It's an interesting feeling when something is right under your nose, yet you refuse to acknowledge its scent.
We moved into our new house in January, and I've often boasted about how in the first week I had opened every box to at least put eyes on its contents. Don't get me wrong; I've got plenty of boxes that are neatly stored on shelves, prompting the question of whether I need that stuff that's in there. But I at least opened every box. I thought.
There was one medium-sized box, those orange ones that are too small to ask for help carrying but too big to move gracefully. It was marked "Legos." Yes, we Lego, and no we don't have kids yet. Adult Legos are legit.
Anyway, I knew the box had our Legos in there because I packed said box. I was sure there was nothing else in there. Why would I cram other stuff in with the Statue of Liberty, bouquet of flowers, bonsai tree and half-done "Seinfeld" set and have them break off into their virgin pieces?
I also knew I was missing my placemats. Ones my husband got for us when he was in Myanmar documenting the work of a medical nonprofit.
Over the last six months, I'd periodically re-search the opened boxes and subsequently revisit the same defeat. I knew I packed them.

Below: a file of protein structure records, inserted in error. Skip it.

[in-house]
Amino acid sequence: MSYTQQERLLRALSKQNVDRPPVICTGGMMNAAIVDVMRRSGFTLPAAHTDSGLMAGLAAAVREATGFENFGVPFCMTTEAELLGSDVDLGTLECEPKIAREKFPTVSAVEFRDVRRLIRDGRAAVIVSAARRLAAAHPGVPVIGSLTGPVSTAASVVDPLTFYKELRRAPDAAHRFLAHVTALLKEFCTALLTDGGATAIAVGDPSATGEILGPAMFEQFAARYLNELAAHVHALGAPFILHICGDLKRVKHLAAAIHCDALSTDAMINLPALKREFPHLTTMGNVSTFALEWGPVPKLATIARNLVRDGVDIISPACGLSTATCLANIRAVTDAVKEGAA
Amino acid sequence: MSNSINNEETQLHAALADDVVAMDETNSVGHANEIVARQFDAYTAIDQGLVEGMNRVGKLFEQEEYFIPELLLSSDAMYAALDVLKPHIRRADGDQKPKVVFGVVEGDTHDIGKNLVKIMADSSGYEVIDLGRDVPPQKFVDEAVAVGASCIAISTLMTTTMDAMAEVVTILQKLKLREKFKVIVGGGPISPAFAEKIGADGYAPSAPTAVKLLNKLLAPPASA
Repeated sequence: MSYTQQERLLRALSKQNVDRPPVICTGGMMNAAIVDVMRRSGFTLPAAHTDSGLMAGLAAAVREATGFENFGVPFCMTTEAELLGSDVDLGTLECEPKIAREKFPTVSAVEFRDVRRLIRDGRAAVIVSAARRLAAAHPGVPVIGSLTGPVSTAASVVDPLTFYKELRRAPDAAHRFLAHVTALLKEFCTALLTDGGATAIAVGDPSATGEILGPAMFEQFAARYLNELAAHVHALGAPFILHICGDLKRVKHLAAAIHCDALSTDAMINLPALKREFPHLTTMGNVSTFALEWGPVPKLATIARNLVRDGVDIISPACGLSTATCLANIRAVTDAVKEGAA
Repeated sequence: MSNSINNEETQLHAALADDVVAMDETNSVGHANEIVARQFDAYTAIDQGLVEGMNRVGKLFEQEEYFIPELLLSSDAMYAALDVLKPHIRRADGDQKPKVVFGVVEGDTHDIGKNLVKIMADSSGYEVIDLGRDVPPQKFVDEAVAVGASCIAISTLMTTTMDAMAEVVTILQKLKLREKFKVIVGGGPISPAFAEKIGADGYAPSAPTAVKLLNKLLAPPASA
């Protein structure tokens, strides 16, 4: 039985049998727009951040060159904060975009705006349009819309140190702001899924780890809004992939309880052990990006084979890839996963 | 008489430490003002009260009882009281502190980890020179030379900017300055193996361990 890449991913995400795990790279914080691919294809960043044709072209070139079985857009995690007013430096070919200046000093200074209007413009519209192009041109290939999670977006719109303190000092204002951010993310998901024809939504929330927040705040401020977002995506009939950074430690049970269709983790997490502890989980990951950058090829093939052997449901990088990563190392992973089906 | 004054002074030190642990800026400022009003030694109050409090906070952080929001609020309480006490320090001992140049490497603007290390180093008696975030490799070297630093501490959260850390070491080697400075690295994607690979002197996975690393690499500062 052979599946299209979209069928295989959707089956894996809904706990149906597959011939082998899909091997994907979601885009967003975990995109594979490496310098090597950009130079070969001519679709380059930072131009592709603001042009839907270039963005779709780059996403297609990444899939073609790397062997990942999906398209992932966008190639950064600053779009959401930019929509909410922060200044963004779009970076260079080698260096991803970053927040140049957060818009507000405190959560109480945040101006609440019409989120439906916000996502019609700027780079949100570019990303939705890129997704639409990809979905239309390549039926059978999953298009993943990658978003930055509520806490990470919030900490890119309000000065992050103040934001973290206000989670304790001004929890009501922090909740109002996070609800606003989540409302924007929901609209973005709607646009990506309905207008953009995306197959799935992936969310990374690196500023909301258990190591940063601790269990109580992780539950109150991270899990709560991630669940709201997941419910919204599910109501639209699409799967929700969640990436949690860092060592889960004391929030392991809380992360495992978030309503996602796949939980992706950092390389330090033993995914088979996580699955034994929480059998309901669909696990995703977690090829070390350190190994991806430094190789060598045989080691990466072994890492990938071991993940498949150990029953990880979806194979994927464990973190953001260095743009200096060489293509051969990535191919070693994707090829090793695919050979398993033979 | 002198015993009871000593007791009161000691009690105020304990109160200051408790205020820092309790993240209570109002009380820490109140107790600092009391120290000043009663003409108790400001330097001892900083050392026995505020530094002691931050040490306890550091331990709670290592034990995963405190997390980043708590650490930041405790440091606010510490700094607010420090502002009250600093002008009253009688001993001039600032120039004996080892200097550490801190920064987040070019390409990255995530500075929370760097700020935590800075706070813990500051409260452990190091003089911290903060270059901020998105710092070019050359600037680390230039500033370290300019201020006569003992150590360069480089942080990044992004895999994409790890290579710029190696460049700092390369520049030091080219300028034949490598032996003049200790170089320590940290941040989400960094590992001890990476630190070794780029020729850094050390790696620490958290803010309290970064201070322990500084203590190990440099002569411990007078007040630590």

I finally opened that Lego box in a search for something to do this weekend and add some more decorative elements to the house. And there they were. Two placemats, handmade and sentimentally sourced for our home.
In that box I found two placements, two lessons.
One is an idea journalists are taught but must practice retaining and honing every day.
The other we all should heed but often find it hard to put into practice. That second practice is often associated with the "definition of insanity," a quote most often misattributed to Albert Einstein: "doing the same thing over and over again and expecting different results." (Tangent: According to multiple online sources, the quote appears in "The Ultimate Einstein Quotables," published by Princeton University Press, but it appears in the "misattributed" section. It is often sourced to 1983's "Sudden Death" by Rita Mae Brown but also is sourced to a slightly different version found in a Narcotics Anonymous pamphlet that printed in 1981. I digress.)
If something isn't working, stop doing it. We're trying to do that here in local news by prioritizing a journalism and business model that is user-centric. We're trying to drive our coverage and the delivery of that coverage, whether that's in print, online, via video, on social media or in a podcast, based on listening to our audiences' and customers' needs and acting on what we hear, and we're trying to do all that while making this independently, family-owned business sustainable and accessible to as many people as possible. This is the hard one.
So maybe we should all start with the simpler action. If you are looking for something — physically, mentally or spiritually — open every box until you find it. In the local news world, that mindset compels us to look for truth, make that extra phone call, check our suspicions, and never assume. To listen. Be fair.
I hope you open the box. Find the thing. Complete the "Seinfeld" Lego set.